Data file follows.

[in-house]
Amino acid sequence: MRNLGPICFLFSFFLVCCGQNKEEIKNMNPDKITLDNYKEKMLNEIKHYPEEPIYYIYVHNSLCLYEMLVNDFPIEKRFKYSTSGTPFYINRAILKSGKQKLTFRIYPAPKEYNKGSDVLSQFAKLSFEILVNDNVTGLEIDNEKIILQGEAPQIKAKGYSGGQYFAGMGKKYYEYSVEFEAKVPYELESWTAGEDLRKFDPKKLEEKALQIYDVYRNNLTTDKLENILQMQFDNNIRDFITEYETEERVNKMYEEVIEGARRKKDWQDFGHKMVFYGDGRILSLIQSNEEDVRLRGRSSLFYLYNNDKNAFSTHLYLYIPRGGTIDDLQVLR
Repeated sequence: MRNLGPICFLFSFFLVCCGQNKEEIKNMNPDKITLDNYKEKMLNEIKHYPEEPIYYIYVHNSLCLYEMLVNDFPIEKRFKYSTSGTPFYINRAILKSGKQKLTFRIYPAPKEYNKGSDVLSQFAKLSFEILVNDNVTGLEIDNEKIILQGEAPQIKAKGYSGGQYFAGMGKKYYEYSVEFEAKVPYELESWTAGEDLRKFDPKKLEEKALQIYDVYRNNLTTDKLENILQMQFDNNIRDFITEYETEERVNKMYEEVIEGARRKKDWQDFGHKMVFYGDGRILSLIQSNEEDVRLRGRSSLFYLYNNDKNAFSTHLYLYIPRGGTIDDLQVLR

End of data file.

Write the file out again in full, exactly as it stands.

[in-house]
Amino acid sequence: MRNLGPICFLFSFFLVCCGQNKEEIKNMNPDKITLDNYKEKMLNEIKHYPEEPIYYIYVHNSLCLYEMLVNDFPIEKRFKYSTSGTPFYINRAILKSGKQKLTFRIYPAPKEYNKGSDVLSQFAKLSFEILVNDNVTGLEIDNEKIILQGEAPQIKAKGYSGGQYFAGMGKKYYEYSVEFEAKVPYELESWTAGEDLRKFDPKKLEEKALQIYDVYRNNLTTDKLENILQMQFDNNIRDFITEYETEERVNKMYEEVIEGARRKKDWQDFGHKMVFYGDGRILSLIQSNEEDVRLRGRSSLFYLYNNDKNAFSTHLYLYIPRGGTIDDLQVLR
Repeated sequence: MRNLGPICFLFSFFLVCCGQNKEEIKNMNPDKITLDNYKEKMLNEIKHYPEEPIYYIYVHNSLCLYEMLVNDFPIEKRFKYSTSGTPFYINRAILKSGKQKLTFRIYPAPKEYNKGSDVLSQFAKLSFEILVNDNVTGLEIDNEKIILQGEAPQIKAKGYSGGQYFAGMGKKYYEYSVEFEAKVPYELESWTAGEDLRKFDPKKLEEKALQIYDVYRNNLTTDKLENILQMQFDNNIRDFITEYETEERVNKMYEEVIEGARRKKDWQDFGHKMVFYGDGRILSLIQSNEEDVRLRGRSSLFYLYNNDKNAFSTHLYLYIPRGGTIDDLQVLR